Annex I. Methodology for the Analysis of Country Legal Systems

The spider charts (Figures 913) included in the paper are a graphical representation of a qualitative assessment conducted on the ASEAN-5 countries (Indonesia, Malaysia, the Philippines, Singapore, and Thailand) and four large Asian countries (China, India, Japan, and Korea). The assessment of country systems is based on the analysis of legislation and on secondary sources.

The assessment focuses mostly on the existence of building blocks of systems for the prevention and treatment of over-indebtedness in the corporate and household sector. The degree to which the actual effectiveness of the systems is incorporated into the assessment is approximative, due to the lack of empirical information available. The numerical rating is generally based on a transposition of ROSC methodology ratings (i.e., non-compliant, 0–25; materially non-compliant, 26–50; largely compliant, 51–75; fully compliant, 76–100).

The specific methodological guidelines for the different blocks of the analysis are as follows:

A. Ex Ante – Enterprise

  • Financial and economic information. This includes: credit bureau or credit registry for enterprises, access to financial information in public registries (if possible, including also small companies), accounting and auditing for large enterprises.

    • Coverage of credit bureau (number of enterprises)

    • Liabilities covered (financial and non-financial)

    • Quality of accounting information for listed enterprises

    • Quality of auditing

    • Disclosure of accounts

    • Disclosure of accounts for unlisted companies

  • Early warning systems and support for indebted enterprises. This includes the special mechanisms designed for the detection of enterprise distress at early stages, whether connected with control mechanisms or designed as self-assessment tools and supported by specialized advice. The area also covers the existence of internal risk management and internal audit function at public listed companies. In addition, programs that are targeted to micro, small and medium enterprises to provide legal and financial advice to avoid over-indebtedness should also be considered.

    • Early warning systems

    • Internal risk management and internal audit

    • Legal and financial advice for micro, small and medium enterprises

  • Informal debt restructuring mechanisms and preventive insolvency procedures. This includes: debt restructuring principles; master restructuring agreements; enhanced debt restructuring procedures, with support from supervisors or other state administrations; preventive insolvency procedures, including hybrid procedures, i.e. out-of-court procedures supported by stay orders and/or fast-track confirmation (pre-pack) of negotiated restructuring agreements.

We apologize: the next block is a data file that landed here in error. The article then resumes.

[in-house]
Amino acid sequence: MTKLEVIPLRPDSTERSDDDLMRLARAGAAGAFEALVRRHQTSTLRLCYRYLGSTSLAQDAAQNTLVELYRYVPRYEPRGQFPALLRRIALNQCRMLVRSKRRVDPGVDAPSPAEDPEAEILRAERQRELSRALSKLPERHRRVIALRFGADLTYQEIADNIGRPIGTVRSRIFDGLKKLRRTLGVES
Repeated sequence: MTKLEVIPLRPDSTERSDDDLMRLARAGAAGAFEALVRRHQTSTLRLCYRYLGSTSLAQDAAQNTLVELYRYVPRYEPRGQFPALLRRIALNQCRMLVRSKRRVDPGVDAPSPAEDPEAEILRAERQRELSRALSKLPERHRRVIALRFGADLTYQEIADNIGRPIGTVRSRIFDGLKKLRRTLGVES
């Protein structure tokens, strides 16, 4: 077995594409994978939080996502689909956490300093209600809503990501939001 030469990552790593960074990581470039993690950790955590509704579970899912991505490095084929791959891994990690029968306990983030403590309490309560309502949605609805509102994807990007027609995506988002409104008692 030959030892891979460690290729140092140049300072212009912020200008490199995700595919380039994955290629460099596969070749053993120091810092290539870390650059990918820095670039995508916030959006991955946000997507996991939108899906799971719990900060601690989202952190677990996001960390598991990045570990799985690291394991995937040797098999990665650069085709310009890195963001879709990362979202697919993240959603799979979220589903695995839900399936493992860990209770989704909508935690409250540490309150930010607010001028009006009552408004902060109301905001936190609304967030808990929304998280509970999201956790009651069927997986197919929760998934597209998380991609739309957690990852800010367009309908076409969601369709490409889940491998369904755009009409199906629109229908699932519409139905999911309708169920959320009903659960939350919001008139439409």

• Debt restructuring principles

    • Master restructuring agreements

    • Enhanced debt restructuring

    • Preventive insolvency procedures

B. Ex Ante – Household

  • Credit information systems. This includes credit registries and credit bureaus and focuses on the coverage of the adult population and the type of liabilities covered:

    • Coverage of adult population

    • Liabilities included in the system (financial, commercial)

  • Advice and support to debtors. This includes all programs of support to distressed debtors, which may have the components of legal advice, debt counseling, and targeted financial support.

    • Legal advice programs

    • Debt counseling

    • Targeted financial support

  • Informal debt restructuring and agreements to avoid insolvency. This includes supported ADR mechanisms to assist individuals with debt-related problems. This may include: mediation, conciliation, or arbitration. This may also include a code of conduct for financial institutions, and the intervention of financial authorities’ (financial mediator or ombudsman, or a committee to deal with financial consumer intervention); and agreements to avoid insolvency (insertion of a phase in the insolvency process that avoids a declaration of bankruptcy by giving the debtor a last chance to reach an agreement with creditors).

    • ADR (mediation, conciliation, arbitration)

    • Financial consumer protection mechanisms

    • Agreements to avoid insolvency: general availability and lack of obstacles for these agreements; existence of incentives or an obligation to seek the agreement before formal opening of bankruptcy.

C. Ex Post – Enterprise

  • Reorganization. The analysis focuses on the following aspects of reorganization:

    • Commencement criteria (broad standard means early reorganization is more likely) o Debtor in possession/balance with protection against misconduct (DIP also means early reorganization is more likely)